Indonesia comprises 13,000 pacific islands, of which 6,000 are inhabited. It is the world's third largest producer of coffee. However, only 10% of the crop is arabica, and the number of quality beans available for the specialty coffee industry is limited. Even though thay are a small percentage of total production, arabica coffees from this region are considered to be some of the best in the world. They are prized for their richness, full body, long finish, earthiness and gentle acidity.

The Dutch first brought arabica to their colony in Java, in what was then known as the Netherland Indies, in the mid 18th century. Cultivation proved so succesful that "Java" became a synonym for all coffee.

Hawaii Java New Guinea
Sulawesi Sumatra Vietnam

Coffee was introduced into Hawaii over 170 years ago when, in 1825, Chief Boki, Governor of Oahu brought coffee to Hawaii aboard the British warship HMS Blonde. The ship was returning to Hawaii with the bodies of King Kamahameha II and Queen Kamamalu who had died in London during their trip there. Chief Boki had acquired the coffee plants in Rio de Janeiro during the return voyage.

Hawaii boasts a thriving coffee industry, that's mostly geared towards visitors and gourmets. Coffee is grown commercially on four of the six major islands: Maui, Hawaii, Molokai and Kauai. It grows wild on Oahu where it was first planted. It primarily grows, however, on the islands of Hawaii and Kauai, with the coffees of the Kona region of the island of Hawaii being the most highly prized. Kona possesses the perfect environment for growing arabicas. The best estates grown beautiful, large, flat beans, which produce a medium-bodied brew, with buttery, spicy characteristics. The brew is rich, somewhat acidic and intensely flavourful.

The Kona area of Hawaii, has 525 farms yielding 1,800 acres of coffee. Kona coffee, marketed as a gourmet item, produces an estimated $10 million a year for farmers. Consumers should be aware that many coffees being sold as Kona blends may contain only 10% Hawaiian coffee, typically blended with Latin American coffees. Kona coffees demand a premium price, and the flavour characteristics of many lower priced Latin American coffees are considered superior.

The best grade of coffee is extra fancy, followed by fancy and number one grades. There are many excellent small estates in the Kona district; generally the coffee they produce is both better and more interesting than the Kona coffees that are pooled and sold generically.

Early Dutch explorers brought arabica trees to Java, which became the world's leading producer of coffee until rust wiped out the industry in the 1870s. Farmers replanted, only to see their crops devastated again by military occupation during World War II. The acreage was again replanted but this time with disease-resistant, and less desirable robusta stock. With the support of the Indonesian government, arabica is once again being grown on some of the original Dutch estates. Estate Java is a wet-processed coffee that is more acidic, lighter in body and quicker to finish that other coffees in the region. Smoke and spice are flavours often associated with this coffee's acidity.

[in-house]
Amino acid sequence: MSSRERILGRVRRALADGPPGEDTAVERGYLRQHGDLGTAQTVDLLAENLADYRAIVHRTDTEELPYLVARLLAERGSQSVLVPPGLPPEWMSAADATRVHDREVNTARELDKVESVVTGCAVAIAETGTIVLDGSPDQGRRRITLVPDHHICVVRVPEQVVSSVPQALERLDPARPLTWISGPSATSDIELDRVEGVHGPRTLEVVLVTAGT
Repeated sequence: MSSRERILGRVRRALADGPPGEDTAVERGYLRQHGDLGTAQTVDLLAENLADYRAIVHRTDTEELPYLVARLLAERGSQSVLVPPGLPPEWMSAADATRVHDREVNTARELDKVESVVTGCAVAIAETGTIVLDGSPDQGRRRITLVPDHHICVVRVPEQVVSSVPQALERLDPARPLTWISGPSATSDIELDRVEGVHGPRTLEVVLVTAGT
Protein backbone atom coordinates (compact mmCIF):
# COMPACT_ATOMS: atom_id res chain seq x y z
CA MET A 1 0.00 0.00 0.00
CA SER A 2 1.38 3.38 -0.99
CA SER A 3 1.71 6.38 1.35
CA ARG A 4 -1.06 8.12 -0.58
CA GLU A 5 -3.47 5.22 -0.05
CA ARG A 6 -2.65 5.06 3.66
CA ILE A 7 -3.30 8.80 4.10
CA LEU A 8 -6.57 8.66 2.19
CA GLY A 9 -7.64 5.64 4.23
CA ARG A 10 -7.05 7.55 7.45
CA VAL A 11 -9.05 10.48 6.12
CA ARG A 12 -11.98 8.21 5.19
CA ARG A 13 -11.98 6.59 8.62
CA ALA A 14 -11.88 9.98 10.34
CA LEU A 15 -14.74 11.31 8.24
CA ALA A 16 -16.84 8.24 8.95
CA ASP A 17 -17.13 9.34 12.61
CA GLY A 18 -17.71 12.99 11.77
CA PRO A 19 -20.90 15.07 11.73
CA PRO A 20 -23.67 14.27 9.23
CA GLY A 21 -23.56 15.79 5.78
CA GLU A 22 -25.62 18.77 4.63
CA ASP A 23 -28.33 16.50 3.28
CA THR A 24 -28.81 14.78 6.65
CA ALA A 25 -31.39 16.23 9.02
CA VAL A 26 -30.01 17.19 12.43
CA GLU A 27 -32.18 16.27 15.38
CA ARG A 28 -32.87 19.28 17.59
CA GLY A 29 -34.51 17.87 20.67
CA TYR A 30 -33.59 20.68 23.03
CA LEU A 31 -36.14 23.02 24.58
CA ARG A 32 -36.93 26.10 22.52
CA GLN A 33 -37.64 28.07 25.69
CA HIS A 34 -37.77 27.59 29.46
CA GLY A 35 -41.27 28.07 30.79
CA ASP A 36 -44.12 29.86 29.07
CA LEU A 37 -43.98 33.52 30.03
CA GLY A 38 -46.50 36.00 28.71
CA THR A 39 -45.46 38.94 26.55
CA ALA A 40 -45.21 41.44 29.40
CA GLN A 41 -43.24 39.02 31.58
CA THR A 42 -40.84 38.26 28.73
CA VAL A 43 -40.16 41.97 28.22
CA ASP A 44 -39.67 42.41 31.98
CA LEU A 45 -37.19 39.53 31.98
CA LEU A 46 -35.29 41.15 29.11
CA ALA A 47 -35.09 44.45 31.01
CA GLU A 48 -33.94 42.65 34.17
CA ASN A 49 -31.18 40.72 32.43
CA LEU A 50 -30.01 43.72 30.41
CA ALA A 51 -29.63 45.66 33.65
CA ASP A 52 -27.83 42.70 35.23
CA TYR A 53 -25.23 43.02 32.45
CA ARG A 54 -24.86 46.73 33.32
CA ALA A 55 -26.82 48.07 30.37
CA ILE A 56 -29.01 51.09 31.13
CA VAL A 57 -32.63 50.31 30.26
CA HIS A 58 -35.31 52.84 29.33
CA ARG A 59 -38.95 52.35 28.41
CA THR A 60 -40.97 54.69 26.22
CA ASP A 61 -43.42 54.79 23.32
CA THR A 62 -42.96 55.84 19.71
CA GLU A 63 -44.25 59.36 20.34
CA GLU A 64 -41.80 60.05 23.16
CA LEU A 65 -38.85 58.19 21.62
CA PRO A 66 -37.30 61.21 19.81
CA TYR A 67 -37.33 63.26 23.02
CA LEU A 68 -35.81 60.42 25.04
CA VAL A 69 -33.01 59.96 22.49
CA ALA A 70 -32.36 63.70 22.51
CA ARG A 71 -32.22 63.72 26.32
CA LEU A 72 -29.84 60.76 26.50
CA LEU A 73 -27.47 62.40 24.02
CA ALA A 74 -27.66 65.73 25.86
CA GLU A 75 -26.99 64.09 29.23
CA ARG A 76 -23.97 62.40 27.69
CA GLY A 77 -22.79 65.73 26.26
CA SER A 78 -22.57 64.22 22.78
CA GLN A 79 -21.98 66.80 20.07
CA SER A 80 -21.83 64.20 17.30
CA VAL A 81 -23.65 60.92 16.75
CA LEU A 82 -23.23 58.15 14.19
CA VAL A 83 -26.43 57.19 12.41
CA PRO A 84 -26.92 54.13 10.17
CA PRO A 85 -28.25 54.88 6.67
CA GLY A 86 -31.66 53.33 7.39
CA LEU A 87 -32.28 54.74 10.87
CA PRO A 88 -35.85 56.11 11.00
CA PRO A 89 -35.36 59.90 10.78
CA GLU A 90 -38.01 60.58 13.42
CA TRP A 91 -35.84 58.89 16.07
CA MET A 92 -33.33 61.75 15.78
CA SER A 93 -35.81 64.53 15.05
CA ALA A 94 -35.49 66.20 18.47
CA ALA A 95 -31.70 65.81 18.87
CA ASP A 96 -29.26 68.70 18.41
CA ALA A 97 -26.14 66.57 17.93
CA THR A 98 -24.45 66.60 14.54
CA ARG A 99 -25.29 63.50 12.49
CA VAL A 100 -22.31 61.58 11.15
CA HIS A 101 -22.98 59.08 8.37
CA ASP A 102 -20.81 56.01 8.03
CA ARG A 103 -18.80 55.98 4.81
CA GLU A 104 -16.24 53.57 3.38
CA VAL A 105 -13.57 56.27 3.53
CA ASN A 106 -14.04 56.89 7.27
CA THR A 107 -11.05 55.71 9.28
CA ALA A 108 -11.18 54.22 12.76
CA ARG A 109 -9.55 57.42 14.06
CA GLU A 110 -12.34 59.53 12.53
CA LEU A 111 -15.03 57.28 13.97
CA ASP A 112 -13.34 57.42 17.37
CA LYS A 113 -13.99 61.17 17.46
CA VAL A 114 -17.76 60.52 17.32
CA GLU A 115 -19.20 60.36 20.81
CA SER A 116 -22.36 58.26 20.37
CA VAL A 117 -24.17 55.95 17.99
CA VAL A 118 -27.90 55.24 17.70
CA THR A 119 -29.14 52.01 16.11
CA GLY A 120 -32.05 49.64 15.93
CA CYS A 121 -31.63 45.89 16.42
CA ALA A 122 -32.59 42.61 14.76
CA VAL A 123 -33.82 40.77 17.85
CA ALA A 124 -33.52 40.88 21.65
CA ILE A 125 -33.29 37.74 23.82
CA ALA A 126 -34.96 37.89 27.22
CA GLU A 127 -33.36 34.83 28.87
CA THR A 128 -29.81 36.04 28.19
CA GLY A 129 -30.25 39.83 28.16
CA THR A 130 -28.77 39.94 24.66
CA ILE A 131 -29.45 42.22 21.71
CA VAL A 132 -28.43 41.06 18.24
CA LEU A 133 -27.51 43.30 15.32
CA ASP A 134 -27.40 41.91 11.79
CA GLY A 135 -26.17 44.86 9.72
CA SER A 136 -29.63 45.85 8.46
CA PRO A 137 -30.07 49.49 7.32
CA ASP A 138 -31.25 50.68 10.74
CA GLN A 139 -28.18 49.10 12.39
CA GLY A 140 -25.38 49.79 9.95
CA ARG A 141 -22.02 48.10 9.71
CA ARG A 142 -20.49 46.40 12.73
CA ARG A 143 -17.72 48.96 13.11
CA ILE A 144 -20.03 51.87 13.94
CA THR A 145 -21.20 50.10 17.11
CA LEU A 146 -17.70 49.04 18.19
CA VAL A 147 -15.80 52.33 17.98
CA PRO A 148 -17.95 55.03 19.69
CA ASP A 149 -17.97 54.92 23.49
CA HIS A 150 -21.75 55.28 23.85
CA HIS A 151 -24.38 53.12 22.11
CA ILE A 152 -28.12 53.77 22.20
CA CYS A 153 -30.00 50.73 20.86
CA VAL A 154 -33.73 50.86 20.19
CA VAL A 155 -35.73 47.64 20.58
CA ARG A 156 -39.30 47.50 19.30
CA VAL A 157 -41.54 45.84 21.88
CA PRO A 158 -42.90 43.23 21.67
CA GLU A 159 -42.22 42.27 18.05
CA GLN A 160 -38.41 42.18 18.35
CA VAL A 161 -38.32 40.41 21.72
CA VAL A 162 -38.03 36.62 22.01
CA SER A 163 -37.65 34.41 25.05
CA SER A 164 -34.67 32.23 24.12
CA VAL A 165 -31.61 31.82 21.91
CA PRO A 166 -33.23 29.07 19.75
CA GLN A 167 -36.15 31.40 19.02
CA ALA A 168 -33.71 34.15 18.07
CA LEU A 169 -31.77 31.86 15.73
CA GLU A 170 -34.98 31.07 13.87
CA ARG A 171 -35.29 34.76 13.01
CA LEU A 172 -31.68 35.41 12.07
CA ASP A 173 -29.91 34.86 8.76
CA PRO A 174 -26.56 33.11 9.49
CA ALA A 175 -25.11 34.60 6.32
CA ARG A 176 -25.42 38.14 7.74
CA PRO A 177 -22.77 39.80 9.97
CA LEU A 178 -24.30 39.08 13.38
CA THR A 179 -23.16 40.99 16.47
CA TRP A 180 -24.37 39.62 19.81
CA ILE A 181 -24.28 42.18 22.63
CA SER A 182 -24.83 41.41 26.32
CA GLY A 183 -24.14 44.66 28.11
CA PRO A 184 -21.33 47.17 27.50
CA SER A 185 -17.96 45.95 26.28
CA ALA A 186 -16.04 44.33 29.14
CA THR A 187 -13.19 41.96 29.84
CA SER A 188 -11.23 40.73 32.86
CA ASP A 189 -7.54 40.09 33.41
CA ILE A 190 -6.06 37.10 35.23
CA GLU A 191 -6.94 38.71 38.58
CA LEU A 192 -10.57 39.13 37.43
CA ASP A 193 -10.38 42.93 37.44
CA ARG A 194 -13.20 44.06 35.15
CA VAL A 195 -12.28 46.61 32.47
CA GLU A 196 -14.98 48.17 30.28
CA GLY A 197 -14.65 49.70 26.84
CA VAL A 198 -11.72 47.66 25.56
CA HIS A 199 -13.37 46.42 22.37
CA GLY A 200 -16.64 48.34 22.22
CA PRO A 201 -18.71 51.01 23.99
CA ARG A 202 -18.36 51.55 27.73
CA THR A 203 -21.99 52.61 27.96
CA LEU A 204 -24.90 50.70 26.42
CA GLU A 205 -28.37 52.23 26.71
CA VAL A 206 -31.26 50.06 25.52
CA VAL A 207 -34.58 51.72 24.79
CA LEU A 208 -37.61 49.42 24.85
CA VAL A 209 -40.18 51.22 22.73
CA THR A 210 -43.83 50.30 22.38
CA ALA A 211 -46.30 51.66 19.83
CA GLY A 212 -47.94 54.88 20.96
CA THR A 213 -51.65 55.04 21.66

Some Javanese coffee is stored in warehouses for two or three years and is referred to as Old Java. This ageing process causes the coffee to lose acidity and gain body and sweetness.

New Guinea:
Earth's second largest island, New Guinea lies just north of Australia and is divided down it's centre between the country of Papua New Guinea on the east and Indonesia's Irian Jaya province to the west.

Papua New Guinea, which occupies the eastern half of the island of New Guinea, is usually where coffee labelled New Guinea is grown. Cultivation started in 1937 with seeds imported from Jamaica's Blue Mountain region. Coffee is cultivated by peasants on small plantations in the mountain highlands around Mt. Hagen, and processed using the wet method. Two of New Guinea's most famous coffees are Sigri and Arona. These coffees are less acidic and aromatic than the best coffees of Sulawesi and less full-bodied than the best Sumatrans, but nonetheless they are well-balanced with a fruity aroma and earthy body.

Sulawesi (or Celebes):
Once known as Celebes, the island of Sulawesi in the Malay peninsula produces some of the world's finest coffee. Celebes Toraja, grown in the mountainous area near the centre of the island, is one of the most famous. Coffees from Sulawesi are processed using the dry method and possess an intriguing combination of sweetness and earthiness. They are low in acidity with a deep body resembling maple syrup. These coffees are more expensive than Sumatran coffees because of small yields and the fierce demand for this coffee in Japan.

Two of the world's best and most famous coffees come from Sumatra: Mandheling and Ankola. Both are dry-processed coffees grown in west-central Sumatra, near the port of Pandang, at altitudes of between 2,500 and 5,000 feet. Mandheling is known for it's herbal aroma, full body, low acidity and rich and smooth flavour. Though these coffees are difficult to find, they remain moderate in price.

French missionaries first brought coffee to Vietnam in the mid-1860s, but production remained negligible as late as 1980. In the 1990s, however, Vietnamese coffee production was ratcheted up at a furious pace. Maybe too quickly for it's own good with worries about quality circulating. Vietnam specialises in Robusta production.